May 2009

Fuel Cell research essential to energy, economic crisis
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May 12, 2009
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Fuel Cell research essential to energy, economic crisis

In 1875, the Horseless Carriage Committee warned Congress that “stores of gasoline in the hands of people interested primarily in profit would constitute a hazard of the first rank. Horseless carriages propelled by gasoline engines might attain speeds of 14 or even 20 miles per hour ... hurtling through our streets and poisoning our atmosphere.”

New technologies always present challenges but also offer an unmatched benefit that makes overcoming those challenges worth our while.

Just as the Horseless Carriage Committee never saw the industrial revolution coming, today’s critics of hydrogen and fuel-cell research don’t see where hydrogen is taking us now.

Contrary to the S.C. Policy Council’s contention (“Hydrogen research wastes scarce tax dollars,” Friday), the hydrogen revolution already has begun. Hydrogen and fuel-cell technologies are in real-world applications where they are providing a high-quality service at a value for companies in South Carolina and around the world. While most people focus on the highly visible automotive market, few realize that fuel-cell technologies already are being adopted in specialty applications where they provide an economically sound energy alternative.

Every new technology must evolve. Does anyone remember bag phones and punch cards? Just like it took time for computers to move from large expensive prototypes with limited applications to indispensable, mass-produced laptops, fuel cells will improve in price and performance. They will continue to become more common in our everyday life.

We’ve got to look down the road if we are going to take control of our economic and energy future. Our concerns over national energy security should make investment in fuel-cell technologies and the local production of hydrogen from a variety of energy sources a priority. A 2008 study from the National Research Council showed that while we could see a 50 percent reduction in imported oil by 2050 through efficiency gains in current vehicle technologies and use of hybrid vehicles, we would have to invest in hydrogen vehicles in order to achieve 100 percent energy independence.

South Carolina has a dynamic hydrogen community and the knowledge necessary to be a leader in the hydrogen economy through expertise at USC, S.C. State, Clemson, the Applied Research Center and Savannah River National Laboratory. Visionary leaders in our state, political and industry leaders together, recognize that investment in developing our hydrogen intellectual capital can propel our state toward becoming the Silicon Valley for hydrogen and fuel cells. We must have the courage to move forward.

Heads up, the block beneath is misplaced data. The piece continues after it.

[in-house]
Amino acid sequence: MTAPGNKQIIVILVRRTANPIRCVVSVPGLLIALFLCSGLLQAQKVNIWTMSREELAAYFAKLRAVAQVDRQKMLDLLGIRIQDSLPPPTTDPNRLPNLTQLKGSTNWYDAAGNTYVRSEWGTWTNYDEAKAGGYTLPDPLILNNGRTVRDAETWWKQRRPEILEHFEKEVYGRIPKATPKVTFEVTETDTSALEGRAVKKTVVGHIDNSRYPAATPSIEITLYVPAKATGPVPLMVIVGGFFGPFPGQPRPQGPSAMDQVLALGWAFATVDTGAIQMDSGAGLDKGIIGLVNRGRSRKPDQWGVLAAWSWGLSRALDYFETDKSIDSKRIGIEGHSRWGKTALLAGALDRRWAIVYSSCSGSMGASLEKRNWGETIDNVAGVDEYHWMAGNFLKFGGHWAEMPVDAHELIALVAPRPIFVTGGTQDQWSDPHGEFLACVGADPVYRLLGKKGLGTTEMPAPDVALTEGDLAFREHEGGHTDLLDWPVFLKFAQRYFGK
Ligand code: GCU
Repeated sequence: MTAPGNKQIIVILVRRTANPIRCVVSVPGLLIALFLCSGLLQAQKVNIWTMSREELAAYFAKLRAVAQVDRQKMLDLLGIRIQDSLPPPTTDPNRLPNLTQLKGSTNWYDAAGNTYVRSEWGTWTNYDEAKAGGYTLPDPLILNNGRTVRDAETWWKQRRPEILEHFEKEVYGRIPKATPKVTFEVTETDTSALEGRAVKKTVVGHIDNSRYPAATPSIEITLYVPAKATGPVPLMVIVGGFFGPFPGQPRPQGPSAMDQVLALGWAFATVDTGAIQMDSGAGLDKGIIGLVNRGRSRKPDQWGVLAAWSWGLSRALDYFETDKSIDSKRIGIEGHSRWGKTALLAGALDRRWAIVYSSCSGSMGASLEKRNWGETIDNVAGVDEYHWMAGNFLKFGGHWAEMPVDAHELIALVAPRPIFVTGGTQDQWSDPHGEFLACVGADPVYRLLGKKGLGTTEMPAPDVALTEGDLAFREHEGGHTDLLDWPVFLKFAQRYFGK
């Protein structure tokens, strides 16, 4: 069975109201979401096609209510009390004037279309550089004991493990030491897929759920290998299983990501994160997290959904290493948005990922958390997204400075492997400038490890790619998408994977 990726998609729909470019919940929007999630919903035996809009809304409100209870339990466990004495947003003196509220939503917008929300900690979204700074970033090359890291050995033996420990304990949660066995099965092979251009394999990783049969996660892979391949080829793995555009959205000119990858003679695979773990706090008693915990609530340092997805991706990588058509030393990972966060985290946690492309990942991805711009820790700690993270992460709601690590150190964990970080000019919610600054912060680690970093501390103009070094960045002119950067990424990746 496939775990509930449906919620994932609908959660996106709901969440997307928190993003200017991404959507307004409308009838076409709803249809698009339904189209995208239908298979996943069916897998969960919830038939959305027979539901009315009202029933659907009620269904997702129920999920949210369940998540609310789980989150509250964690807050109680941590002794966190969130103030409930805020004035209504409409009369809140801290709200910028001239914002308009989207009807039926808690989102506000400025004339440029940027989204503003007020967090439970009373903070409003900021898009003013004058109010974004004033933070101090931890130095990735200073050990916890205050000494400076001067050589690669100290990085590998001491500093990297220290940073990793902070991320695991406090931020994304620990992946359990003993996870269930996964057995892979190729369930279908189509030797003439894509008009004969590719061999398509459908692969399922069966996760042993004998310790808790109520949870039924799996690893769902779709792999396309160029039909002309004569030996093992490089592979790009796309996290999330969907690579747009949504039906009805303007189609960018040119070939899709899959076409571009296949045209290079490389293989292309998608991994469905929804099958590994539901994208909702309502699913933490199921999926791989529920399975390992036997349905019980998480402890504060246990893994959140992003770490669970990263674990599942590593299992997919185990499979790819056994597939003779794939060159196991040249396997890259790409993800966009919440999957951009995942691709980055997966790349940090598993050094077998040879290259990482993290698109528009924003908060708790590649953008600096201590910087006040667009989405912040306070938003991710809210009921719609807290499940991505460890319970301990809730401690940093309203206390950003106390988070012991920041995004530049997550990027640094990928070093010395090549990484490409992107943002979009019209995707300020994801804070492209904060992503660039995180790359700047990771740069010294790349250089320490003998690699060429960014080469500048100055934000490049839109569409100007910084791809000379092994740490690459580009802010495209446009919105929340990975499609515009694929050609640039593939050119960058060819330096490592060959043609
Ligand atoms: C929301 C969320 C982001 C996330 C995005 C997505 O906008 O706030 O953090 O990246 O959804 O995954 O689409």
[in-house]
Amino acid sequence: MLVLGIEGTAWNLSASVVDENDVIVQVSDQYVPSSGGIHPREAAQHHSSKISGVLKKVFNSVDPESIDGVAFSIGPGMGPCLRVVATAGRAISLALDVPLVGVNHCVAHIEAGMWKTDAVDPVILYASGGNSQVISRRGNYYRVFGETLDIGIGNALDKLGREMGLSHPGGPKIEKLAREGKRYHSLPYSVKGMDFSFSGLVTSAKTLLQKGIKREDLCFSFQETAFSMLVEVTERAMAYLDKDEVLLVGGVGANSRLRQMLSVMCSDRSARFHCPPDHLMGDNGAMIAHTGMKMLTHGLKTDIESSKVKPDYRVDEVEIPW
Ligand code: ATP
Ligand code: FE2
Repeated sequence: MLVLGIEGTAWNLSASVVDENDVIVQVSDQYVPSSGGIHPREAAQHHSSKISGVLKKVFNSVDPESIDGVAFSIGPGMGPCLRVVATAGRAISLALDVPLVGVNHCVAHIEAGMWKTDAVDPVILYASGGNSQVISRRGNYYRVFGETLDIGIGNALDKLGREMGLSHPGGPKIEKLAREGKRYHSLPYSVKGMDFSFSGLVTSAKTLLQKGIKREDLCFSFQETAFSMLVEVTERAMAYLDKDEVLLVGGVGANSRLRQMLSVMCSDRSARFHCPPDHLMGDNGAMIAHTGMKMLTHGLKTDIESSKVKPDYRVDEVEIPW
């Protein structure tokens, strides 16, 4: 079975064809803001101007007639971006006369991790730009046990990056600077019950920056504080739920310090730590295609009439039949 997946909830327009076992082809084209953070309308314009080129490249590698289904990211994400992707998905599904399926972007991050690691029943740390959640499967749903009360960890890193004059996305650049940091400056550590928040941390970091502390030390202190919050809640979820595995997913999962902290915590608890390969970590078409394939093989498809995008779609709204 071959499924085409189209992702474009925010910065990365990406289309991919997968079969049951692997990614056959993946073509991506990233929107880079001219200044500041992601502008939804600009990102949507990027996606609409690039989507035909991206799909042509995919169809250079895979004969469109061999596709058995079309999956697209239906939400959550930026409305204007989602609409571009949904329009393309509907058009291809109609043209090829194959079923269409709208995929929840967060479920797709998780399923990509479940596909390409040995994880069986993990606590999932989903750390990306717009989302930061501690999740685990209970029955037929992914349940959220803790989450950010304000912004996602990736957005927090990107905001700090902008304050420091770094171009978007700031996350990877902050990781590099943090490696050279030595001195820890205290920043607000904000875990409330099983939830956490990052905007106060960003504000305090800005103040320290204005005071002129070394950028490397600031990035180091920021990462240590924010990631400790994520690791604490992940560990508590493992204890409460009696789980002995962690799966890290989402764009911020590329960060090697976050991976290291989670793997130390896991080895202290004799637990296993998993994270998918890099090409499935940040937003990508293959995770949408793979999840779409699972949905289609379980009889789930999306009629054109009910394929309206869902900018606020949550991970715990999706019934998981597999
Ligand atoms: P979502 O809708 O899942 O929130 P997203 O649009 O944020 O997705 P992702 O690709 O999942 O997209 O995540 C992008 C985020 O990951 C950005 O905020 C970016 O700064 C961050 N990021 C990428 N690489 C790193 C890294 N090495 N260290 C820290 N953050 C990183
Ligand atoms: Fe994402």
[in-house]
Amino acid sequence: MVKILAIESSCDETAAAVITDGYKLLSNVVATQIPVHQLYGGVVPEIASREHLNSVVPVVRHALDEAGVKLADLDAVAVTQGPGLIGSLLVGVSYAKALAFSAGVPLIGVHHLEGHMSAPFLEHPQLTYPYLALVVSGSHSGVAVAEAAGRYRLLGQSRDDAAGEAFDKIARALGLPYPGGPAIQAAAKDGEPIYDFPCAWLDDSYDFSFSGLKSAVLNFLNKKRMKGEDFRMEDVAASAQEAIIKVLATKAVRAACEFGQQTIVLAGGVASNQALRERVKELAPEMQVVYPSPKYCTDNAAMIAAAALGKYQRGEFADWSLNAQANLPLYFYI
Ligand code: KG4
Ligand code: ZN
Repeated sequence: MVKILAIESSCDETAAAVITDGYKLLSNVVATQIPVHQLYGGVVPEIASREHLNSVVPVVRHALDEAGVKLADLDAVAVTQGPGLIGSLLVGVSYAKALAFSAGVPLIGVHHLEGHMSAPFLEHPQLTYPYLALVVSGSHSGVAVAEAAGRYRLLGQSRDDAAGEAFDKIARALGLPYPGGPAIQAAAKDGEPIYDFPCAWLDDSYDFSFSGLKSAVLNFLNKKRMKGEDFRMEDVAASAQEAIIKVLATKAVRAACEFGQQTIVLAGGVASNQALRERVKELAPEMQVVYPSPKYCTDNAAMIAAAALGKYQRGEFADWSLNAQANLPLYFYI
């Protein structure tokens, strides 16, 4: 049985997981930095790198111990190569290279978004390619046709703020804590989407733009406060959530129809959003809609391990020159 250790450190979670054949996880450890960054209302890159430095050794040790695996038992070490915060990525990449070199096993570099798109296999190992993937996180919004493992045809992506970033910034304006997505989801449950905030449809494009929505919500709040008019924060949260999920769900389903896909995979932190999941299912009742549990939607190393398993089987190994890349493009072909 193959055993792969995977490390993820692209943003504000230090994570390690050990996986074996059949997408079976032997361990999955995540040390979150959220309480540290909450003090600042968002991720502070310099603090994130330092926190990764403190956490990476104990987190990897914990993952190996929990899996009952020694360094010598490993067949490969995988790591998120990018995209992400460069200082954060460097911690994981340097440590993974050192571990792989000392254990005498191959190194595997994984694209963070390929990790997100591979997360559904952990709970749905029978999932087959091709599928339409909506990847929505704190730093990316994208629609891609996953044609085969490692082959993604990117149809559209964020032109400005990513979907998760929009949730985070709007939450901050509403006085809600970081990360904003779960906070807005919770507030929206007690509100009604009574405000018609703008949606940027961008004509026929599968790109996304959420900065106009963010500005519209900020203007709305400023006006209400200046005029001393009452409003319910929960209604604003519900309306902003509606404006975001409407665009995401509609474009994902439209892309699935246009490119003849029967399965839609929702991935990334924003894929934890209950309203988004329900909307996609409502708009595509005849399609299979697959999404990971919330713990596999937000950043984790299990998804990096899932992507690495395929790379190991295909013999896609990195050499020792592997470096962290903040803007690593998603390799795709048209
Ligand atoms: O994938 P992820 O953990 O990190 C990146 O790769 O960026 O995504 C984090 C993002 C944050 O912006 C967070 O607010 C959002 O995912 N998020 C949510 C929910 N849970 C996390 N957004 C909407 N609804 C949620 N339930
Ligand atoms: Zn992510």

Hydrogen and fuel cells are a strategic investment in South Carolina to create jobs in the short term and provide a structure for green growth in future years. South Carolina is at the point where initial investments in hydrogen and fuel-cell technologies have just begun to provide returns.

We are finding ways to move forward in this difficult economy. We just hosted an immensely successful National Hydrogen Association conference that yielded more than a dozen direct leads to companies interested in working with and within South Carolina. We are moving forward with state legislation (the 2009 Hydrogen Permitting Act) that will increase public safety, create a better place for businesses to work and promote South Carolina as a leader in the industry. And we are working to increase the funding available for the deployment of more projects through the Hydrogen Infrastructure Development Fund, authorized by the Legislature in 2007, that allows a state tax credit to contributors.

The tipping point of the hydrogen revolution is coming, when the market will fully drive the deployment of hydrogen and fuel-cell technologies. But these technologies will continue to be adopted by specialty applications such as back-up power and fork lift trucks before we see huge numbers of hydrogen vehicles on the road. The reality is that more and more fuel-cell systems will make financial sense in real-world applications, just like room-sized computers with punch cards made business sense to companies before the desktop computer.

The S.C. Hydrogen and Fuel Cell Alliance welcomes an open discussion of the progress made in these technologies and enjoys sharing the successes in our state.

Dr. Baxter-Clemmons is executive director of the S.C. Hydrogen and Fuel Cell Alliance.

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